Year Beer OG FG ABV App. Atten-uation lbs hops/ qtr hops lb/brl boil time (hours) boil time (hours) boil time (hours) Pitch temp
1877 P2 1062.3 1019.4 5.68 68.89% 19.00 5.01 3 3 3 58º
1877 P1 1066.5 1016.6 6.60 75.00% 19.00 5.39 3 3.25 3 57º
1887 P1 S 1066.5 1019.4 6.23 70.83% 17.44 5.00 3 3 3 56º
1887 P2 1061.2 1013.9 6.27 77.38% 14.70 4.45 3 3 3 58º
Sources:
Truman brewing records held at the London Metropolitan Archives document numbers B/THB/BUR/35 and B/THB/BUR/11.

Sunday 24 February 2013

Something for Sunday Brunch

I did something new today. Emailed a live TV programme. It's all to do with my shouting.

Sunday Brunch (my apologies to those who don't receive Channel 4) in the background is as much a part of Sunday and Sunday cooking as Round the Horne, The Clitheroe Kid and Radio Nottingham's The Golden Years were when I was a kid.

There's one thing I admire about their drinks slot. It isn't just wine and cocktails. Beer figures regularly.

But when they announced they'd be tasting IPA, my heart went looking for Australia. No, no. Not after I'd managed to get all the way through that German beer programme without apoplexy (it was all just a trick - I switched off translating). After my Harvard bookshop experience, I knew exactly what they were going to say in the intro: strong, hoppy to survive the journey to India.

That's when I did the emaily thing. This is it:

"please don't spoil my family's Sunday by saying IPA was brewed strong to survive the journey to India. It wasn't. 19th-century IPAs were weaker than Mild Ale. Every time someone repeats this myth I shout at the television and frighten the kids."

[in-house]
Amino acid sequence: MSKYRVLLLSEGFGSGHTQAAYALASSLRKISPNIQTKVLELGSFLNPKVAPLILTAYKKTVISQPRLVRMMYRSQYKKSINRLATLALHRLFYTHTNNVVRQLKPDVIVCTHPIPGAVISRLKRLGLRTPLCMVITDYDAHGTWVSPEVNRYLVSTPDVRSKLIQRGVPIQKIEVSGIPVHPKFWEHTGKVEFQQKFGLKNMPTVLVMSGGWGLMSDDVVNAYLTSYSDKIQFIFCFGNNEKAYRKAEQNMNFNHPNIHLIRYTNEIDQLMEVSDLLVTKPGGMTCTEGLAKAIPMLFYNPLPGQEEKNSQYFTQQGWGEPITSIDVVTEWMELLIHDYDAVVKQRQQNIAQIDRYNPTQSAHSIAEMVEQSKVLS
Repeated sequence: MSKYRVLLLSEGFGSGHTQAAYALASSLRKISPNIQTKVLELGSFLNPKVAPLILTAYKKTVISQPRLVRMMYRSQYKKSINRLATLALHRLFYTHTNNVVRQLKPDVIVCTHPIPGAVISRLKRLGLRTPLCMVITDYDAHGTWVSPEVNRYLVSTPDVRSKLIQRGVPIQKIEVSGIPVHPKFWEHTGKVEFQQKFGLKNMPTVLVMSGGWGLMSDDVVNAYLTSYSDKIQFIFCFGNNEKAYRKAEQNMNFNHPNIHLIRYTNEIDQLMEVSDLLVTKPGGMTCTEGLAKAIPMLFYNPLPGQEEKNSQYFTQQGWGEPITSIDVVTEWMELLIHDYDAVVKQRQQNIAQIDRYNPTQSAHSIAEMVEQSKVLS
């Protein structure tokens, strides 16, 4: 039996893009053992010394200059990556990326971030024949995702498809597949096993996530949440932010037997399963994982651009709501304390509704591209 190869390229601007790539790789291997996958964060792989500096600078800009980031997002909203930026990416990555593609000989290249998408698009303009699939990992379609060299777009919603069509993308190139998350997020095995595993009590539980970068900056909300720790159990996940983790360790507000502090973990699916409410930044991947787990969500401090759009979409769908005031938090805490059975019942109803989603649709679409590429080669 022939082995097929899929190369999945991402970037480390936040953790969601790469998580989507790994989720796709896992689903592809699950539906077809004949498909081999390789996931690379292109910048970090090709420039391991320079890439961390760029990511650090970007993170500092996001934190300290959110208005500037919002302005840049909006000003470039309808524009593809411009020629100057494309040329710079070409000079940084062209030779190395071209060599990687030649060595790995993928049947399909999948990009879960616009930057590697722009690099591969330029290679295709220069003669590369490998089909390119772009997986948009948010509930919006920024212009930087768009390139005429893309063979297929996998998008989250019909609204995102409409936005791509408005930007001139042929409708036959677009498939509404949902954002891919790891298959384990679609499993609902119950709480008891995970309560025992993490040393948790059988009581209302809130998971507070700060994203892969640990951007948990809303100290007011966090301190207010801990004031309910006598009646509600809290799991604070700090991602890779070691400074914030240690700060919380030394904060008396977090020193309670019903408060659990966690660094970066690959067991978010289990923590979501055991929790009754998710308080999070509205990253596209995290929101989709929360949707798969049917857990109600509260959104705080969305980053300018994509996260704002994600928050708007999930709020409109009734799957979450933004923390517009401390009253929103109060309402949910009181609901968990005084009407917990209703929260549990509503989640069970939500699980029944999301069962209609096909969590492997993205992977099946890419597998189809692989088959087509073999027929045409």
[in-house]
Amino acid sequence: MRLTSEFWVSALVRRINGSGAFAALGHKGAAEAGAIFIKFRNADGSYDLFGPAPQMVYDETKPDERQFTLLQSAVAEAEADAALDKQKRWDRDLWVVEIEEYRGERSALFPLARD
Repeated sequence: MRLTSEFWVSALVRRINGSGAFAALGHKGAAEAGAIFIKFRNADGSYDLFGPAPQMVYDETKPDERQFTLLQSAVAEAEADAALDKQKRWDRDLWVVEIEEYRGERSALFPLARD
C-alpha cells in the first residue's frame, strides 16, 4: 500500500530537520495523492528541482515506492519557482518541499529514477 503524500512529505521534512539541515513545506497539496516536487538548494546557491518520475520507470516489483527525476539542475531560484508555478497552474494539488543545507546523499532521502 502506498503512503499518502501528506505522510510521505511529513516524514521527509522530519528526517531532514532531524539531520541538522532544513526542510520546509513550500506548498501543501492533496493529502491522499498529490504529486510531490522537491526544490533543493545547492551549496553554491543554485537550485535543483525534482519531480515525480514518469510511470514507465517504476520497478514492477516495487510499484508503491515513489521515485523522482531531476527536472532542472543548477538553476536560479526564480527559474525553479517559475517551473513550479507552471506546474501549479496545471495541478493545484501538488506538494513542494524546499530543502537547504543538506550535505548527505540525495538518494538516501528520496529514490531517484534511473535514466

When the slot arrived, I was stunned by Rebecca Seal's introduction. Paraphrasing, she said that it was disputed whether IPA was "invented" in the late 18th century especially to ship to India. And that the top ABV in the 19th Century was 7%, which is also about right.

Wow. No need to shout. Nor to send that email.

It's a weird feeling. Watching a beer slot on TV without the need to scream.

Thank you Rebecca.

What should we get.....

to do di brews?

Me and Andrew. We're going to homebrew.


Watching me throw in a few hops out at Westport with Dann has caught his attention. As long as no scary ladder climbs are included.

If I want to brew 15-25 litres, what equipment should I get? I'm thinking mash tun, kettle, 2-3 fermenters. I definitely want a separate mash tun and kettle to be able to parti-gyle.

This sort of thing, but on a bit smaller scale:



Be grateful for any advice.

A publican's profit

We're back with the topic of a publican's profit during WW II. This time it's their trade organisation in Plymouth complaining about the fall in their profit margin on beer.

If you can remember what I wrote about the profit margin on London beers before and during the war, you'll see a similar pattern being repeated. In the case of London, the margin fell from over 20% in the 1930's to under 15% in 1943.